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During the Panic of 1907, when the New York Stock Exchange cratered 50% over a three-week period, the major power brokers in the financial sector convened to establish a game plan to prevent bank collapses. They did something alright. Six years later, the U.S. government created the Federal Reserve System, and thus the Federal Reserve Note, a currency that would eviscerate 90% of its value.
As former Representative Ron Paul (R-TX) routinely espoused in presidential debates or on the House floor, it is time to end the Fed. Opponents often decry the recommendation, pontificating on what exactly would be its replacement. Though the three-time presidential candidate didn’t want anything in its place, legendary economist Thomas Sowell may have had a better answer: “When someone removes a cancer, what do you replace it with?”
The U.S. central bank is the enemy of the American people. From Eugene Robert Black to Ben Bernanke, the Fed has set off an inflationary bomb, wiping out the purchasing power for the citizens. Not only has it debased the greenback, the Fed has bailed out banks, enabled Washington’s reckless spending, and exacerbated the booms and busts.
Should the Eccles Building be torn down, wouldn’t this mean the end to the U.S. dollar? Yeah, so what?
A free market currency would be far superior to fiat money managed by Keynesians and statists alike. Those who have become accustomed to central banking and planning may be flabbergasted by such a concept, but here is a question: do you see how very little you can buy with a George Washington or Abraham Lincoln banknote?
Friedman vs. Hayek – A New Currency Debate
Throughout the 1970s, two of the most prolific economists of the 20th century debated this issue.
Friedrich Hayek, a member of the Austrian school, contended that issuers of a currency would be required by market forces to provide consumers with a constant, valuable, and long-term viable form of money. In other words, if the currency were volatile and risky and unable to offer a stable exchange rate, then it would fail.
In 1975, Hayek addressed the Geneva Gold and Monetary Conference in Switzerland:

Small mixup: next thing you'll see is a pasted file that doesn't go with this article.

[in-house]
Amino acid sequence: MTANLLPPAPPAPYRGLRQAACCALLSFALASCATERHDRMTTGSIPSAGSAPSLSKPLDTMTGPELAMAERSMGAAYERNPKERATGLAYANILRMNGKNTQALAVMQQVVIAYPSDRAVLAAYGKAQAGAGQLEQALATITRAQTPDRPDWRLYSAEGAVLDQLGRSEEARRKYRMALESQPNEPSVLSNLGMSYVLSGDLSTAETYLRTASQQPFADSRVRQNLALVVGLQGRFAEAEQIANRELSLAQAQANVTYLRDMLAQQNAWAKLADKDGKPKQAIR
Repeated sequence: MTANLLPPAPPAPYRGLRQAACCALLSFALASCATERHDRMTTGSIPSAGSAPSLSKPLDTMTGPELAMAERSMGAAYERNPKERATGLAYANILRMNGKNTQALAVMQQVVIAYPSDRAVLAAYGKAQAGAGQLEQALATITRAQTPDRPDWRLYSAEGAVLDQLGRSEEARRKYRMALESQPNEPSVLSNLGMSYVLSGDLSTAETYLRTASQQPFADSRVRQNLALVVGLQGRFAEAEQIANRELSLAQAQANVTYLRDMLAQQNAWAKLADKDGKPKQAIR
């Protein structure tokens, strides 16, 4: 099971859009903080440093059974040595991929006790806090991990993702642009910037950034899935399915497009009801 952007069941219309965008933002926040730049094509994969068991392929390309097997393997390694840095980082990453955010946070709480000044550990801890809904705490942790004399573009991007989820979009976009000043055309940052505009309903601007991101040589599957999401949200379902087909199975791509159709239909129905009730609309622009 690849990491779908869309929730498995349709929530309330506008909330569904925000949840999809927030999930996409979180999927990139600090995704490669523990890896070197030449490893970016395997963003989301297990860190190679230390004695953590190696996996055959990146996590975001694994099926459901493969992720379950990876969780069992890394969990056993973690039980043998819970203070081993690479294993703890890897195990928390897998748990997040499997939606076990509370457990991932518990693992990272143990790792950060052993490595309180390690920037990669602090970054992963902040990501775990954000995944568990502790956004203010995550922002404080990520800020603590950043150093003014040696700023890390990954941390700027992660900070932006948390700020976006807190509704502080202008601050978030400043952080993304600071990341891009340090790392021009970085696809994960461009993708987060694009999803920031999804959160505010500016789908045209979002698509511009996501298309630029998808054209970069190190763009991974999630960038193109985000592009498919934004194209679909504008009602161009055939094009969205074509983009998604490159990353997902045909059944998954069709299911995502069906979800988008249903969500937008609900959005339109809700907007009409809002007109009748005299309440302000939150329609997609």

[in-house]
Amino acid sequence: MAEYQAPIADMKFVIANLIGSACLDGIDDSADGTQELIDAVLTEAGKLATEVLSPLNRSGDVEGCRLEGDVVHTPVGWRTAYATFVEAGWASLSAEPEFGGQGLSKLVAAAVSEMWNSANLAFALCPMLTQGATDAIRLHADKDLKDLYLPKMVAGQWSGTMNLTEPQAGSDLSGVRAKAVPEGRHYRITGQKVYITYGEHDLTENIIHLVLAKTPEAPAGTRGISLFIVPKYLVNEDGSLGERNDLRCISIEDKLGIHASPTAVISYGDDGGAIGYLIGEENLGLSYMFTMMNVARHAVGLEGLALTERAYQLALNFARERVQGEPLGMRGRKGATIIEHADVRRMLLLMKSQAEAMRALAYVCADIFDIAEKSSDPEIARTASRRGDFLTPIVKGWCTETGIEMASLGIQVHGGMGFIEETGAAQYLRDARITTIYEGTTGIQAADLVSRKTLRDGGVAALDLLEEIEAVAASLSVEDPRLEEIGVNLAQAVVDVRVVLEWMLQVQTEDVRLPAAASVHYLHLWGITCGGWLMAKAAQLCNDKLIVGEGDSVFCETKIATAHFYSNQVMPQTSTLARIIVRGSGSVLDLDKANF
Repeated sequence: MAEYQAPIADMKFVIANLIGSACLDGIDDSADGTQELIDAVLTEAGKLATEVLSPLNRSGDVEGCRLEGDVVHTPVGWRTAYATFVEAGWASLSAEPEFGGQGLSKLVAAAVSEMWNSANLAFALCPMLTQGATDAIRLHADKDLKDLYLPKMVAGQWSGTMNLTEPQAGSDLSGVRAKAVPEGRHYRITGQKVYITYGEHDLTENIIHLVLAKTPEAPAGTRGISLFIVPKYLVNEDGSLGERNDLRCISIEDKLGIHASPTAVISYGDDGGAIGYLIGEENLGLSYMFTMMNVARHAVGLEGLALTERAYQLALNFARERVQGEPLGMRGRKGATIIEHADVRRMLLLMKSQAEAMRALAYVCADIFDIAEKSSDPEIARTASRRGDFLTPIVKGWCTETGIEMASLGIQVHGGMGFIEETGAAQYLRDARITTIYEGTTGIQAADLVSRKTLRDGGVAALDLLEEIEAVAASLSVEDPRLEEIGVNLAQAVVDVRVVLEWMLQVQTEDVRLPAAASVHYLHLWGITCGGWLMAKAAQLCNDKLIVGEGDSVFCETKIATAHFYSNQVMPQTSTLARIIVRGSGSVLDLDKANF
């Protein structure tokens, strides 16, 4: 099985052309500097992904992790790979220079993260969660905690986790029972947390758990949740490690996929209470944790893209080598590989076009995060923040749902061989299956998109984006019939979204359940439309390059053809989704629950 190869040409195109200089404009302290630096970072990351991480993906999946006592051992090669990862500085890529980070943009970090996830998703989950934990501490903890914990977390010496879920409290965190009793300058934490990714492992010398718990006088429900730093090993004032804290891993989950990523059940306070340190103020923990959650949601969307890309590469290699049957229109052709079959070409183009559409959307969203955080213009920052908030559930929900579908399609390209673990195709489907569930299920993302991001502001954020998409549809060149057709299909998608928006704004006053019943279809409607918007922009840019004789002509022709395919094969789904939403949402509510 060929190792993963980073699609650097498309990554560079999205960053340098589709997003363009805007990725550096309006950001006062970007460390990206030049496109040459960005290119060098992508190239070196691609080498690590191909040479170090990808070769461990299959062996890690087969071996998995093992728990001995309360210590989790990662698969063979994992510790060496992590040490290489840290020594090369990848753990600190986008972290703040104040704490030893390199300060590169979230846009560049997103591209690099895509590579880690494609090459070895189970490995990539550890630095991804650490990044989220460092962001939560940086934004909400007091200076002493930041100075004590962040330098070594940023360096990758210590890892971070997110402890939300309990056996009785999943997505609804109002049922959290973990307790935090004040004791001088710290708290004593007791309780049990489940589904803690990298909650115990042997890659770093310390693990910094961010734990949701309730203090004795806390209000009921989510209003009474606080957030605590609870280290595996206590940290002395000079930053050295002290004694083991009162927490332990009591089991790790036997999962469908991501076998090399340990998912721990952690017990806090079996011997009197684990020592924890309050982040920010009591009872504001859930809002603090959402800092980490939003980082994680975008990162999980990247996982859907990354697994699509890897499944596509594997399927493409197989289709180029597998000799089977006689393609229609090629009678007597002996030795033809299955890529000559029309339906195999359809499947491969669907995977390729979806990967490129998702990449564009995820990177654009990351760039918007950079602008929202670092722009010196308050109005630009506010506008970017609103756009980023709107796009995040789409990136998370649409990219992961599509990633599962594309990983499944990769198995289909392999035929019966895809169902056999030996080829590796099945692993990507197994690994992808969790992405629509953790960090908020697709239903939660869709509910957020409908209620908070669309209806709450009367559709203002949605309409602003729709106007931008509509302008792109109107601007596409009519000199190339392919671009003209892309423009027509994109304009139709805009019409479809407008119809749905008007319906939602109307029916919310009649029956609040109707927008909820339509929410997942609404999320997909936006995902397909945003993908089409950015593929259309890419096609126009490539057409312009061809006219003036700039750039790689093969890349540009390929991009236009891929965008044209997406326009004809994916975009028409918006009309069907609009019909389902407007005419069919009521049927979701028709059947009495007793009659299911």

“But why should we not let people choose freely what money they want to use? By ‘people’ I mean the individuals who ought to have the right to decide whether they want to buy or sell for francs, pounds, dollars, D-marks, or ounces of gold. I have no objection to governments issuing money, but I believe their claim to a monopoly, or their power to limit the kinds of money in which contracts may be concluded within their territory, or to determine the rates at which monies can be exchanged, to be wholly harmful.”
Milton Friedman, a member of the Chicago school, averred that competing currencies would be too precarious and unpredictable. Despite his opposition to the Fed in his later years, he defended the notion that a central bank is the chief executive in charge of a stable currency with a strong purchasing power, citing the Swiss Franc.
In 1984, Friedman opined in a paper titled “Currency Competition: A Skeptical View”:
“Both German marks and Swiss francs have for many years maintained their purchasing power better, and with less fluctuations, than U.S. dollars. Many residents of the U.S. hold German marks and Swiss francs, or claims denominated in those currencies, as part of their portfolio of assets. But, with perhaps rare exceptions, only those who engage in trade with Germany or Switzerland, or travel to those countries, use the currencies as a medium of circulation.”
Interestingly enough, Friedman gradually reconsidered his position on the denationalization of money by the late 1980s and early 1990s.